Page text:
Russia’s 6 months campaign in Syria was to test deadly weapons, boost sale
One economic outcome of the nearly 6-month military campaign in Syria for the Russian military was to market its deadly weapons on the account of Syrian people’s blood. While Russia’s stated mission in Syria was to fight terrorism, in reality the twin goals appear to have been to prop up the regime of Bashar al-Assad by bombing the West supported opposition while testing new military technologies. In a visit to a new state-owned arms manufacturing plant on Tuesday, President Vladimir Putin boasted about the commercial fruits of the Syria involvement. He said that the export of Russian military products totaled a better-than-expected $14.5 billion in 2015, adding that the total portfolio of foreign orders looks set to top $56 billion, according to statements released by the Kremlin. Russia entered the war in Syria on Sept. 30. Less than six months later, Putin ordered Russia’s main combat forces to withdraw on March 15, saying: 'I consider the objectives that have been set for the Defense Ministry to be generally accomplished.'
Vladimir Putin talks to employees of the 70th Victory Day Anniversary Plant in Nizhny Novgorod, March 29, 2016.
The export figure put forth by Putin Tuesday is significantly higher than that reported by Russia’s Kommersant newspaper on Monday. Citing Russian government and military sources, it estimated the 'marketing effect' of Moscow’s Syrian campaign would net arms contracts worth about $7.6 billion.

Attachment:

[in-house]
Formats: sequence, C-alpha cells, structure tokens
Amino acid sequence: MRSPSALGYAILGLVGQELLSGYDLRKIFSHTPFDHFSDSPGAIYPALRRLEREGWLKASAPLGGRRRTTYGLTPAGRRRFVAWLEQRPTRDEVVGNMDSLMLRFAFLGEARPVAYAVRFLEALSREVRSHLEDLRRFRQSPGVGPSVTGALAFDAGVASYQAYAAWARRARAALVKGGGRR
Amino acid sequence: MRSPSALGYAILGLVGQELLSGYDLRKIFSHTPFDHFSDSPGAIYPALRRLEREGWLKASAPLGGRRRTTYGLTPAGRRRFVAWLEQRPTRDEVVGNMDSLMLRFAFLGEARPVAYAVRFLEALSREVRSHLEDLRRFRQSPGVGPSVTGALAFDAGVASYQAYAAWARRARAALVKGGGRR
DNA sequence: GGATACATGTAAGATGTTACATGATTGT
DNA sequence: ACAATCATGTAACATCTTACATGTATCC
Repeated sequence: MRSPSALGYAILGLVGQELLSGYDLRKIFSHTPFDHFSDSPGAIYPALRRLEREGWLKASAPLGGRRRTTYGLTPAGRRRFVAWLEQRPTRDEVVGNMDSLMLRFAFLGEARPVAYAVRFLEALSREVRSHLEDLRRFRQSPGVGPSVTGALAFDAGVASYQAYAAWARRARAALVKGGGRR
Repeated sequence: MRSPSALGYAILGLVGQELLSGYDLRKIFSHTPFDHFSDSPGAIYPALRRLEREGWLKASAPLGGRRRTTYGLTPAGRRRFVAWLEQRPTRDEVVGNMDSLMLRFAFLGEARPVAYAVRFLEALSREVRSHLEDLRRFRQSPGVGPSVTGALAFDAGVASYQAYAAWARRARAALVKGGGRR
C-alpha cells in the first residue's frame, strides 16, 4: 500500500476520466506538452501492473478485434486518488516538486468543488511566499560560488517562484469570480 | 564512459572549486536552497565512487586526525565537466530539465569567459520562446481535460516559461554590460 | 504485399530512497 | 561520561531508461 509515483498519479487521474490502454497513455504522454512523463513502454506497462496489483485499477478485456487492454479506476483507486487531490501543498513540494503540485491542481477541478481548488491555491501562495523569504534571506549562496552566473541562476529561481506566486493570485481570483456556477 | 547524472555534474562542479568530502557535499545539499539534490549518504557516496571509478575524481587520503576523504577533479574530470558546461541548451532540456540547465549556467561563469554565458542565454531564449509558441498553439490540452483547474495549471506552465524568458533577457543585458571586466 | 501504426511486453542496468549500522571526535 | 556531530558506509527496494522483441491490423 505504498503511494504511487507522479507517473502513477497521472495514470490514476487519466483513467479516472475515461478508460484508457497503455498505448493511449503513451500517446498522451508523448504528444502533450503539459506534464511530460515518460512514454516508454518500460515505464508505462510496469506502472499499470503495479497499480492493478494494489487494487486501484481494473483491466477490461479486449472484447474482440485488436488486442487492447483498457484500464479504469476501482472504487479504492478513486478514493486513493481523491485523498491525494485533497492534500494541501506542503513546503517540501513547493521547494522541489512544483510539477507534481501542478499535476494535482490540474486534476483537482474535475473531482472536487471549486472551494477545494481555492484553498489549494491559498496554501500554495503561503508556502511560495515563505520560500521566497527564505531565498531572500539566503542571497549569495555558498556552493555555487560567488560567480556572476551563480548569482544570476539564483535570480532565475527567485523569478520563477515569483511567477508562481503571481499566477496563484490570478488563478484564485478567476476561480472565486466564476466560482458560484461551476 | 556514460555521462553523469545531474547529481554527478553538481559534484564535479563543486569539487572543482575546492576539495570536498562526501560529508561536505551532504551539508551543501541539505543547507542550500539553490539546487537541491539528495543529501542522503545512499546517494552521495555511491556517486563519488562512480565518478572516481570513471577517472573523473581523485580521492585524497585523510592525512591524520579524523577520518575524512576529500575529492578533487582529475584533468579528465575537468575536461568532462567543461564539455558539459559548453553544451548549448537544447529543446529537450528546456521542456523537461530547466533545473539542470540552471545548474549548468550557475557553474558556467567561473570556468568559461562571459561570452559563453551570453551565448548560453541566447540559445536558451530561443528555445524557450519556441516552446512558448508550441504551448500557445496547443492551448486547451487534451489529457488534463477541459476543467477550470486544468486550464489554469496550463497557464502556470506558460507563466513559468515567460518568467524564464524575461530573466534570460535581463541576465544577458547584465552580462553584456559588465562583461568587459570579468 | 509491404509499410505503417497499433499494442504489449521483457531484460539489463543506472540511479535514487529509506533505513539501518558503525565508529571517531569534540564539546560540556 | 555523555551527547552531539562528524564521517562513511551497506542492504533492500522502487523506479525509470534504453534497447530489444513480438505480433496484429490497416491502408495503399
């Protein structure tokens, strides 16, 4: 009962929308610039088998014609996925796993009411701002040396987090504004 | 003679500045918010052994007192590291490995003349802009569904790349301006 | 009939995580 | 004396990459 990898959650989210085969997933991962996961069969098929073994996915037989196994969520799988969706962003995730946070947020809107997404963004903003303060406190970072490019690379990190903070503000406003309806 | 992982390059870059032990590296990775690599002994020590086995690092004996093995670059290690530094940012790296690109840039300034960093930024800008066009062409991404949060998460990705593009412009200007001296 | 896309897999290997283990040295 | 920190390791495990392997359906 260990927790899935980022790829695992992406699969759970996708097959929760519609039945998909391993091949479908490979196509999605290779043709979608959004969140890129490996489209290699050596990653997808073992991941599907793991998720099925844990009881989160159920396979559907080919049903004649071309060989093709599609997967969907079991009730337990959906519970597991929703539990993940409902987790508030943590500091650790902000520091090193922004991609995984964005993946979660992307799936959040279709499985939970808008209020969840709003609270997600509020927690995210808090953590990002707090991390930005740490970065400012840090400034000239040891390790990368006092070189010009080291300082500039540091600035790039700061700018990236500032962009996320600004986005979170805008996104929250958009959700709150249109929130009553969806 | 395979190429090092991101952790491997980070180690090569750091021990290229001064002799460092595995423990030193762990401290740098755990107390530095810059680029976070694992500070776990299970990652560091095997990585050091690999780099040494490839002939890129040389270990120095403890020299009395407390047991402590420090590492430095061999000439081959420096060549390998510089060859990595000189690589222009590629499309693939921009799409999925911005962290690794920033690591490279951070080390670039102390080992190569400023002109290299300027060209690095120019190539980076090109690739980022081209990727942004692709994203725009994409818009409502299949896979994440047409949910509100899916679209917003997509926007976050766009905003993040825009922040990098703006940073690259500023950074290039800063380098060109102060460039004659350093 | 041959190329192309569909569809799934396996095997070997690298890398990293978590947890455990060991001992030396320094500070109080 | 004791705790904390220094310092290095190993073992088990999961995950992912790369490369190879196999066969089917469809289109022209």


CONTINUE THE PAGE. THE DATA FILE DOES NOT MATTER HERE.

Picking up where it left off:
Countries doling out billions of dollars for Russian arms reportedly are Algeria, China, Egypt, Indonesia, Iran, Vietnam and Pakistan. Many orders include the popular Su-35 and 35s fighter jets, Su-32 bombers and the new Mi-28N Night Hunter attack helicopters, all of which displayed their capabilities by destroying houses and hospitals and killing hundreds of people in Syria. Putin on Monday added that new markets were being developed 'in Africa, Latin America, South Asia and the Middle East.' Some countries, including Iran are looking to buy Russian T-90 tanks, as well as state-of-the-art S-400 anti-aircraft missile systems, which were also deployed and used in Syria.
S-400 Triumf anti-aircraft missile system at the 70th Victory Day Anniversary Plant in Nizhny Novgorod
A picture shows two Russian S-400 Triumf missile systems at the Russian Hmeymim military base in Latakia province, in the northwest of Syria
The Russians first showcased their capability to launch Kalibr cruise missiles from a Russian diesel-electric submarine in its Caspian fleet to targets in Syria more than 1,000 miles away on Oct. 7 — Putin’s birthday.